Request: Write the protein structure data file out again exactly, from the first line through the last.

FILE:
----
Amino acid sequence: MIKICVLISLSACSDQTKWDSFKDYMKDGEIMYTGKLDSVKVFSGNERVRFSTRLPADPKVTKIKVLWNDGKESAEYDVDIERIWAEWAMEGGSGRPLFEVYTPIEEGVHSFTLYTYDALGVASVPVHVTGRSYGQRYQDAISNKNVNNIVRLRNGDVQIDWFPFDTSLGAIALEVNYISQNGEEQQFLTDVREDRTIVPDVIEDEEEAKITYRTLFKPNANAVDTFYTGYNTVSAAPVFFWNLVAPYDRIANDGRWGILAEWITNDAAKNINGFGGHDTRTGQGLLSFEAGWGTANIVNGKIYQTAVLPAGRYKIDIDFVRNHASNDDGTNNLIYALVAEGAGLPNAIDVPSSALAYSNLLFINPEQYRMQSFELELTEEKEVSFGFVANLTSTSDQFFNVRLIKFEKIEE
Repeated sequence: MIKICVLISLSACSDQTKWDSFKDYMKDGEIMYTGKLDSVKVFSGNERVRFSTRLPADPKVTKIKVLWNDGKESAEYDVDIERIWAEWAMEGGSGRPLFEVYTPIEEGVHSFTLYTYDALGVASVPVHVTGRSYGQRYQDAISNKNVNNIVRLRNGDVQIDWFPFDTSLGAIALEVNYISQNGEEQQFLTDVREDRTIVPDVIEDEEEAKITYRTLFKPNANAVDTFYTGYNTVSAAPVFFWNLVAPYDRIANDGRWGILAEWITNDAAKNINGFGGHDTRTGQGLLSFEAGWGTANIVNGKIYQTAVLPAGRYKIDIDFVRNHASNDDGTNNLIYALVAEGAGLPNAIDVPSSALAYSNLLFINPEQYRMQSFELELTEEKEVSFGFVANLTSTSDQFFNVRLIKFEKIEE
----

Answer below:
Amino acid sequence: MIKICVLISLSACSDQTKWDSFKDYMKDGEIMYTGKLDSVKVFSGNERVRFSTRLPADPKVTKIKVLWNDGKESAEYDVDIERIWAEWAMEGGSGRPLFEVYTPIEEGVHSFTLYTYDALGVASVPVHVTGRSYGQRYQDAISNKNVNNIVRLRNGDVQIDWFPFDTSLGAIALEVNYISQNGEEQQFLTDVREDRTIVPDVIEDEEEAKITYRTLFKPNANAVDTFYTGYNTVSAAPVFFWNLVAPYDRIANDGRWGILAEWITNDAAKNINGFGGHDTRTGQGLLSFEAGWGTANIVNGKIYQTAVLPAGRYKIDIDFVRNHASNDDGTNNLIYALVAEGAGLPNAIDVPSSALAYSNLLFINPEQYRMQSFELELTEEKEVSFGFVANLTSTSDQFFNVRLIKFEKIEE
Repeated sequence: MIKICVLISLSACSDQTKWDSFKDYMKDGEIMYTGKLDSVKVFSGNERVRFSTRLPADPKVTKIKVLWNDGKESAEYDVDIERIWAEWAMEGGSGRPLFEVYTPIEEGVHSFTLYTYDALGVASVPVHVTGRSYGQRYQDAISNKNVNNIVRLRNGDVQIDWFPFDTSLGAIALEVNYISQNGEEQQFLTDVREDRTIVPDVIEDEEEAKITYRTLFKPNANAVDTFYTGYNTVSAAPVFFWNLVAPYDRIANDGRWGILAEWITNDAAKNINGFGGHDTRTGQGLLSFEAGWGTANIVNGKIYQTAVLPAGRYKIDIDFVRNHASNDDGTNNLIYALVAEGAGLPNAIDVPSSALAYSNLLFINPEQYRMQSFELELTEEKEVSFGFVANLTSTSDQFFNVRLIKFEKIEE